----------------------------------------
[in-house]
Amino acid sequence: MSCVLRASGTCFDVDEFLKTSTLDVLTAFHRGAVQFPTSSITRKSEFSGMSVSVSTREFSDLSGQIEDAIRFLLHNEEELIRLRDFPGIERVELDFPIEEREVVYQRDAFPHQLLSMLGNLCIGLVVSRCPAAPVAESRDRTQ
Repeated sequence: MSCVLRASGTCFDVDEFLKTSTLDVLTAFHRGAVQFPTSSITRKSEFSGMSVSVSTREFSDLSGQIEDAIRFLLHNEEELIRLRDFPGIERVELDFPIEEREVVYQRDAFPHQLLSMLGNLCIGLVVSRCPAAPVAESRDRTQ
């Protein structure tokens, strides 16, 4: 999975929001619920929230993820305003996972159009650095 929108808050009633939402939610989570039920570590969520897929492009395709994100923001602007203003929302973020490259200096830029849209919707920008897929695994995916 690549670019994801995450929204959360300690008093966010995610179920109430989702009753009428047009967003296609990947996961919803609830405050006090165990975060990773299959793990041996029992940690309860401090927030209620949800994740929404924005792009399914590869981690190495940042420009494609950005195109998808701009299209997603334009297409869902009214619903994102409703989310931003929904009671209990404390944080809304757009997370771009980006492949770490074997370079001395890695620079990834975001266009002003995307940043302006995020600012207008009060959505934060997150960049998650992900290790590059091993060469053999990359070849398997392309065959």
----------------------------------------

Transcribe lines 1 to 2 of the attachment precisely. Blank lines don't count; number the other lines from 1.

[in-house]
Amino acid sequence: MSCVLRASGTCFDVDEFLKTSTLDVLTAFHRGAVQFPTSSITRKSEFSGMSVSVSTREFSDLSGQIEDAIRFLLHNEEELIRLRDFPGIERVELDFPIEEREVVYQRDAFPHQLLSMLGNLCIGLVVSRCPAAPVAESRDRTQ